JOURNAL ARTICLE

The risk of adverse outcomes in hospitalized older patients in relation to a frailty index based on a comprehensive geriatric assessment

Stephen J Evans, Margaret Sayers, Arnold Mitnitski, Kenneth Rockwood
Age and Ageing 2014, 43 (1): 127-32
24171946

BACKGROUND: prognostication for frail older adults is complex, especially when they become seriously ill.

OBJECTIVES: to test the measurement properties, especially the predictive validity, of a frailty index based on a comprehensive geriatric assessment (FI-CGA) in an acute care setting in relation to the risk of death, length of stay and discharge destination.

DESIGN AND SETTING: prospective cohort study. Inpatient medical units in a teaching, acute care hospital.

SUBJECTS: individuals on inpatient medical units in a hospital, n = 752, aged 75+ years, were evaluated on their first hospital day; to test reliability, a subsample (n = 231) was seen again on Day 3.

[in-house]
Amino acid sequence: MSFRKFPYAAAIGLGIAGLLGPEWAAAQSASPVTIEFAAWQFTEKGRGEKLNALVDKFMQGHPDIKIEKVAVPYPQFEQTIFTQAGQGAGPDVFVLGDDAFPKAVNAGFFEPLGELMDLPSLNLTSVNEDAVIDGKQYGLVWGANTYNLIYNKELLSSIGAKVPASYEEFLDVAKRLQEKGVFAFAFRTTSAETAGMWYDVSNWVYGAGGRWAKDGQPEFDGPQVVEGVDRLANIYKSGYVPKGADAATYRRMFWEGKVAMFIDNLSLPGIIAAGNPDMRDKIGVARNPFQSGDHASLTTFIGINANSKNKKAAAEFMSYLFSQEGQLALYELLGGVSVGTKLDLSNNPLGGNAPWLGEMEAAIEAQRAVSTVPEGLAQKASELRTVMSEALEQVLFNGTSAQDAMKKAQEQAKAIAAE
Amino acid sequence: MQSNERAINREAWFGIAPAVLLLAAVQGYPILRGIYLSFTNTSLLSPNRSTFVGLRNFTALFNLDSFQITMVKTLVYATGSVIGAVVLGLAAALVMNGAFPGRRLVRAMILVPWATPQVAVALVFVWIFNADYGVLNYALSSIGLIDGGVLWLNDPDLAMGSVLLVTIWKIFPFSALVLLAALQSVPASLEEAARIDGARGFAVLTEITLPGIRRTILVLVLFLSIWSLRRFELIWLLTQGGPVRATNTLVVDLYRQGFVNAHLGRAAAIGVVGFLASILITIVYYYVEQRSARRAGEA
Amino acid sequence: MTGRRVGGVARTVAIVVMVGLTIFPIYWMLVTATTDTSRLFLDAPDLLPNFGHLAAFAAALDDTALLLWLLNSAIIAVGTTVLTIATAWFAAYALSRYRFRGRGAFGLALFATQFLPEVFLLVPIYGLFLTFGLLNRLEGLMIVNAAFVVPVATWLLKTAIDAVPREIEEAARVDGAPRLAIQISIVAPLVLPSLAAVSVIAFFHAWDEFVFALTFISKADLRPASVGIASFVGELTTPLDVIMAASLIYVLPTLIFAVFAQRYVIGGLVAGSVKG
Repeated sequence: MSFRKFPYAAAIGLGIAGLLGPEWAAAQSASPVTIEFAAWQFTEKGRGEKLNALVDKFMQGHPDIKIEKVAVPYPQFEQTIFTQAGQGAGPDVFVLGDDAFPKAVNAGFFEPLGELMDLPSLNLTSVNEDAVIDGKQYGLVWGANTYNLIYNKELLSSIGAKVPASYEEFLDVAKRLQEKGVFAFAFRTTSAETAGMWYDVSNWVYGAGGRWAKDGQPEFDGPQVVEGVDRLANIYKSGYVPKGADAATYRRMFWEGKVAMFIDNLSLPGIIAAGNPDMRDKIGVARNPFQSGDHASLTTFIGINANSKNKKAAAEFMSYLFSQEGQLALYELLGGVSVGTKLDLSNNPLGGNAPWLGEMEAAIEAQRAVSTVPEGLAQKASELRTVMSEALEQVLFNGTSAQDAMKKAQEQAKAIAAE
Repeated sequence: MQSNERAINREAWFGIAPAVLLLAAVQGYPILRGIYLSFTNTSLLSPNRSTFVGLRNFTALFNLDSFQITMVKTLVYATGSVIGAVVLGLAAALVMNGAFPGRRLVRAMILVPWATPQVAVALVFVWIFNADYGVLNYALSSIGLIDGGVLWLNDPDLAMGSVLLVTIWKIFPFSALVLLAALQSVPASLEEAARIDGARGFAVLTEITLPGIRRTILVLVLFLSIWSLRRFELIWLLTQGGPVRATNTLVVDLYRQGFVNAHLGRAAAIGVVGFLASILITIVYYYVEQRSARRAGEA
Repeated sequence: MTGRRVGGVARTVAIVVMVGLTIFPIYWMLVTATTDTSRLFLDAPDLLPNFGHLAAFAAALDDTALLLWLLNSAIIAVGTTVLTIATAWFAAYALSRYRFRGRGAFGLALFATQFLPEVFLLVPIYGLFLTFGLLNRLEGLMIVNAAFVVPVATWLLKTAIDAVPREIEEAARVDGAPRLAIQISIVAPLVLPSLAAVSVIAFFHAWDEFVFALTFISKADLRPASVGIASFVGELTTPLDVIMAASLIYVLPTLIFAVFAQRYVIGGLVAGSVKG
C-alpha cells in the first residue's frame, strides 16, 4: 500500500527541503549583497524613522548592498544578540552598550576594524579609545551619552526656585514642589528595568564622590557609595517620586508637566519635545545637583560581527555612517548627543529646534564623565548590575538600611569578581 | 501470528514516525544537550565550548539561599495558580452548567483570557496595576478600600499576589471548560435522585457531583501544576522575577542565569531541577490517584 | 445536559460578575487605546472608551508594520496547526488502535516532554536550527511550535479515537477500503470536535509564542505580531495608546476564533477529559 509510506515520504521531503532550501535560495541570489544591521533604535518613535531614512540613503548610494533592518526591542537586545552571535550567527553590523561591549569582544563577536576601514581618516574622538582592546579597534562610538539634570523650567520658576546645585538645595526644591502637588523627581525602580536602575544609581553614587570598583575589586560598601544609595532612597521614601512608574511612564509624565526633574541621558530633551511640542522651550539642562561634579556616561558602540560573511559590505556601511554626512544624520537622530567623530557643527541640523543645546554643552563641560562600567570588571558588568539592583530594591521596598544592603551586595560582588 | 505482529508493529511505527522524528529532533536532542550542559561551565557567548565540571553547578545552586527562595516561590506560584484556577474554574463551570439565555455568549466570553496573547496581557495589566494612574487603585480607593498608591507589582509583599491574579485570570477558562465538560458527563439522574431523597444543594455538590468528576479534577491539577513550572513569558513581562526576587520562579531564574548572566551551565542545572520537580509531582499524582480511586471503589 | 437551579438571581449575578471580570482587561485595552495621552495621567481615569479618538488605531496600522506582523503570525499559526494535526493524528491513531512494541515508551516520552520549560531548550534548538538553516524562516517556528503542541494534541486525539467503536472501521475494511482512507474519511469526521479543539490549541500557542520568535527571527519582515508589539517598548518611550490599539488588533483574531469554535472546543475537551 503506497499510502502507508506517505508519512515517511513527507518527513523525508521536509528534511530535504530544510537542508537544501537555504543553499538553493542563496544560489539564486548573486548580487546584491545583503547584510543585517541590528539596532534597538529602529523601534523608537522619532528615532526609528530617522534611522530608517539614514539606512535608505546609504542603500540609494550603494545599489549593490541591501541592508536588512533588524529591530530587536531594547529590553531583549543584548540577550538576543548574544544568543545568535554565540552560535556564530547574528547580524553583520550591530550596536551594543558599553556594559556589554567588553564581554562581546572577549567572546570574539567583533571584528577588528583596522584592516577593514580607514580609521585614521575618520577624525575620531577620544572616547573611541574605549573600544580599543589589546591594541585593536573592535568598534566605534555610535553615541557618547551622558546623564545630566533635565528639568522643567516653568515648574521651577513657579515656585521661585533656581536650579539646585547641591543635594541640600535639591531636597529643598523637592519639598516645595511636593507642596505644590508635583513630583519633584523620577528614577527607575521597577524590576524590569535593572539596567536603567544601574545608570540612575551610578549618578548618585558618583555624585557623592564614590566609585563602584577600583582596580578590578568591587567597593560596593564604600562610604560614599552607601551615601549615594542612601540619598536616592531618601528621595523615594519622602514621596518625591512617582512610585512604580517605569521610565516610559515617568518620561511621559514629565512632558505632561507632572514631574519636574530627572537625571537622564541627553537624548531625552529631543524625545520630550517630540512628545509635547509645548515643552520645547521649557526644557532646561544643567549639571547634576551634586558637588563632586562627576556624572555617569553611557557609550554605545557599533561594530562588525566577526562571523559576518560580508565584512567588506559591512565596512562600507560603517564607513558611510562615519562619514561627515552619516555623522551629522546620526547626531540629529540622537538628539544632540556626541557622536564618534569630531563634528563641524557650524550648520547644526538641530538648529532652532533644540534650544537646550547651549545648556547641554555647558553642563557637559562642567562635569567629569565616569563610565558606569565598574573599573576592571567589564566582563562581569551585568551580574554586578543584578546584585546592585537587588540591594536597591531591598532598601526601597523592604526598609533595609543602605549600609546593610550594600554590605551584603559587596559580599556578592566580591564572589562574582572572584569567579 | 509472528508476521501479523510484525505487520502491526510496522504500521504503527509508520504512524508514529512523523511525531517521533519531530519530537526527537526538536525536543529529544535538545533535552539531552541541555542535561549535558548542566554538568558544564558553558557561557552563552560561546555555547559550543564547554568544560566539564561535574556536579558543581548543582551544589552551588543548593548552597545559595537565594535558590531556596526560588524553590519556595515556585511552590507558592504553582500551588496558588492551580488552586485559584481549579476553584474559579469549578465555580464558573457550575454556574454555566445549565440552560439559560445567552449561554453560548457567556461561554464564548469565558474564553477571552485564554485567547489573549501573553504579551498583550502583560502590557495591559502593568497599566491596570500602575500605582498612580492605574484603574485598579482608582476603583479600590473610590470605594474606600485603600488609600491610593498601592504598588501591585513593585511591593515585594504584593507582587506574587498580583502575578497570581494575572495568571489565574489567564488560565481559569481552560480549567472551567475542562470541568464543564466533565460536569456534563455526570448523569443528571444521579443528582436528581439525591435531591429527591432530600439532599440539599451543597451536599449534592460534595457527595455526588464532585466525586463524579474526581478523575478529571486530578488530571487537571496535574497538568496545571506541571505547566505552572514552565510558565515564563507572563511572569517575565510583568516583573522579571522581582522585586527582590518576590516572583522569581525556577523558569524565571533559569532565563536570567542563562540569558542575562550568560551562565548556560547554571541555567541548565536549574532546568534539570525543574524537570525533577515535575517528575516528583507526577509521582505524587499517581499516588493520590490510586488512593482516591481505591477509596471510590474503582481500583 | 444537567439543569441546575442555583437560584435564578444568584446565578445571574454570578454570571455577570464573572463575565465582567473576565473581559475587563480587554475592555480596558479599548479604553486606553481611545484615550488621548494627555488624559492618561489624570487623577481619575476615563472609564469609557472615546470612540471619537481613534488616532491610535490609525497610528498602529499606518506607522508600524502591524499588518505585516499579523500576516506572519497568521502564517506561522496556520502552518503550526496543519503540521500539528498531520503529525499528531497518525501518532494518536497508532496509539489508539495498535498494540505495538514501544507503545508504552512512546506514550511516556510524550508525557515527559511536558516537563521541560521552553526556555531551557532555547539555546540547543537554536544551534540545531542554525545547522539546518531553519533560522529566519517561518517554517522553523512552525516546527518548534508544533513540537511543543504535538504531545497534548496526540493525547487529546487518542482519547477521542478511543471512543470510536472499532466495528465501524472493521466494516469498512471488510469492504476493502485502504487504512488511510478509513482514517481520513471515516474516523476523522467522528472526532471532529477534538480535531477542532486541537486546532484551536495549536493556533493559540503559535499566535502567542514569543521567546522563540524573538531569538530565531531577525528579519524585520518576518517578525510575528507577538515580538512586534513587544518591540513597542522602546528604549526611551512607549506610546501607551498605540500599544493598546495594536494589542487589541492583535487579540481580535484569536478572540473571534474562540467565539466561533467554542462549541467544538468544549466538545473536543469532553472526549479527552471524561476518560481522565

MEASUREMENTS: all frailty data collected routinely as part of a CGA were used to create the FI-CGA. Mortality data were reviewed from hospital records, claims data, Social Security Death Index and interviews with Discharge Managers.

RESULTS: thirty-day mortality was 93 (12.4%; 95% confidence interval (CI) = 10-15%) of whom 52 died in hospital. The risk of dying increased with each 0.01 increment in the FI-CGA: hazard ratio (HR) = 1.05, (95% CI = 1.04-1.07). People who were discharged home had the lowest admitting mean FI-CGA = 0.38 (±standard deviation 0.11) compared with those who died, FI-CGA = 0.51 (±0.12) or were discharged to nursing home, FI-CGA = 0.49 (±0.11). Likewise, increasing FI-CGA values on admission were significantly associated with a longer length of hospital stay.

CONCLUSIONS: frailty, measured by the FI-CGA, was independently associated with a higher risk of death and other adverse outcomes in older people admitted to an acute care hospital.

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